Fishing is a favorite backcountry activity. A Nevada fishing license is required. At Spooner Lake, the limit is five and bait is allowed. The Marlette Lake season runs July 15 through September 30 and is catch-and-release only. Use only artificial lures and single barbless hooks in this catch-and-release lake. The Hobart Reservoir season runs May 1 through September 30. The limit is five, and only one may be longer than 14 inches. Only artificial lures and single barbless hooks are allowed. Report violators to the Nevada Department of Wildlife at (800) 992-3030.
Hunters enjoy the backcountry in accordance with Nevada Department of Wildlife regulations and State Parks’ administrative authority. Please call the park for a map of permitted hunting areas.
Pack It In, Pack It Out
Trash is not collected in the backcountry. Please pack out all trash.
Backcountry volunteer opportunities are available. Contact the park office at (775) 831-0494 or the Tahoe Rim Trail Association at 775-588-0686.
The Spooner Recreational Services Concession
The previous Spooner Backcountry Ski Area Concession is no longer in operation. The operators chose not to renew their lease and have moved on to other endeavors. The Spooner and Wildcat Cabins, that were operated as part of this concession, are not available as well until further notice. We hope that a new concession will be in place by late Spring (2013) that will include summer bike and cabins rentals. Thank you for your patience.
The backcountry is managed as a non-motorized area to preserve the area’s ecological and recreational attributes. Only motorized vehicles displaying official agency designations or a State Parks motorized vehicle permit are allowed in the backcountry. Please report violators by calling (775) 831-0494.
Environmental Improvement: Pardon our Dust
Occasionally you will encounter State Parks, fire, wildlife and other official vehicles in the backcountry on water system, ecological restoration and park business. Nevada’s Tahoe Resource Team implements environmental improvement projects in the park in response to a 1997 presidential forum promoting the protection and improvement of Lake Tahoe’s water quality and outstanding environmental resources. These projects are designed to improve water quality, control erosion, enhance wildlife habitat, restore forest health and improve recreation opportunities. Environmental projects mean that there may be vehicle traffic, chainsaw and tree chipper noise, trail crews and construction. Please excuse any inconvenience.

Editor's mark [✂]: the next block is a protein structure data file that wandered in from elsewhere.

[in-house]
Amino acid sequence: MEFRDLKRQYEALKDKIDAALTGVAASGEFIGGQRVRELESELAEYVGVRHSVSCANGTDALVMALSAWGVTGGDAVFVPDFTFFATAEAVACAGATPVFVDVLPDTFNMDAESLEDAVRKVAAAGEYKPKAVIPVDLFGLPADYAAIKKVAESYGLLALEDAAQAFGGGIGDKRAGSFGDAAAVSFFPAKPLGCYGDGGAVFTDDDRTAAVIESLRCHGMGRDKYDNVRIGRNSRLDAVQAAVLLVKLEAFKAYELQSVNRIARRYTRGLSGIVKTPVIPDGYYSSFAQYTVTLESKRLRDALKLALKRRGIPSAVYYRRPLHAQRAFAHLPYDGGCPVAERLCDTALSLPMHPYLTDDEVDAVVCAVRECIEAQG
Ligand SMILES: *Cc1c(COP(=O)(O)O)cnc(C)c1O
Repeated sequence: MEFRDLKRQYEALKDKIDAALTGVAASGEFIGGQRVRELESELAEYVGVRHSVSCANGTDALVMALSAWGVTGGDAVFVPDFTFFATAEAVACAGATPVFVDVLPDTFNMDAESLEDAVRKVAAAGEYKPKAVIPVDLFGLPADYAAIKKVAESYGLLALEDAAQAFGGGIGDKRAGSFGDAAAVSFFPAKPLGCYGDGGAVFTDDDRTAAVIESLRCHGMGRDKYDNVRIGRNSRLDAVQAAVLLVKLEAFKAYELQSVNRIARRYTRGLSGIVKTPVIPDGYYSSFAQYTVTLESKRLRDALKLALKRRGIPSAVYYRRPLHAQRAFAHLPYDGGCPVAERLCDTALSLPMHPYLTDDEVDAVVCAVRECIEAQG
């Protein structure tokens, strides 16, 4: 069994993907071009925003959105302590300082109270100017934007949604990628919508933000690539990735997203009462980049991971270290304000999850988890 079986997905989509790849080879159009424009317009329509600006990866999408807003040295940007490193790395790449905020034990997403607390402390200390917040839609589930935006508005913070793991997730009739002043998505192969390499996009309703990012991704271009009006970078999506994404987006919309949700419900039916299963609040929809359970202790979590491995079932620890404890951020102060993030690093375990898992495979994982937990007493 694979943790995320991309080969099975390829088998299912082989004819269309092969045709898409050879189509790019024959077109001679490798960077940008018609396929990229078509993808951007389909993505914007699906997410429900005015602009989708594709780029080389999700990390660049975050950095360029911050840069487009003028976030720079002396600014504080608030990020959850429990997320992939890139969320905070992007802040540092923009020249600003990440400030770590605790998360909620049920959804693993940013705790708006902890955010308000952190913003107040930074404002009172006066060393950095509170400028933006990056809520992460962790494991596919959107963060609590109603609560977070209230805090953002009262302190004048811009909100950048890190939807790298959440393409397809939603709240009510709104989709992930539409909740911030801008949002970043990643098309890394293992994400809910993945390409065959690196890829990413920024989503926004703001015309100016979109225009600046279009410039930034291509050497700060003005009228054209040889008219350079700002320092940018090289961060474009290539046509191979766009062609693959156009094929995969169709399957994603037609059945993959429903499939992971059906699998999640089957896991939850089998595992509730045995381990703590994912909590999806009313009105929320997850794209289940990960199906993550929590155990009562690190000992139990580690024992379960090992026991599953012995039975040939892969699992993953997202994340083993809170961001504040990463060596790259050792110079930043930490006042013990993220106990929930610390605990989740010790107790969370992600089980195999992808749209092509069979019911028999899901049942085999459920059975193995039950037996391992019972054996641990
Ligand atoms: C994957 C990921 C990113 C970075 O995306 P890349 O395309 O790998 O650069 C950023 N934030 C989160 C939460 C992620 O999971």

More than Recreation
The backcountry is more than a recreational playground and an ecological resource. It is also the site of the Marlette Water System, the water provider for Virginia City, Gold Hill, Silver City and parts of Carson City.
Developed in the last half of the 1800s to furnish the timber and water required by the gold and silver mines in Virginia City and Gold Hill, the system is comprised of Marlette Lake, Hobart Reservoir and an intricate system of flumes and pipelines.
The Marlette Flume and another flume from the north entered a 4,000 foot tunnel that emptied on the east side of the Carson Range and joined the Inverted Siphon, the key pipeline of the Comstock era. This high pressure pipeline brought water to a reservoir near Virginia City. It could deliver up to 10 million gallons a day. This pipeline is still in use.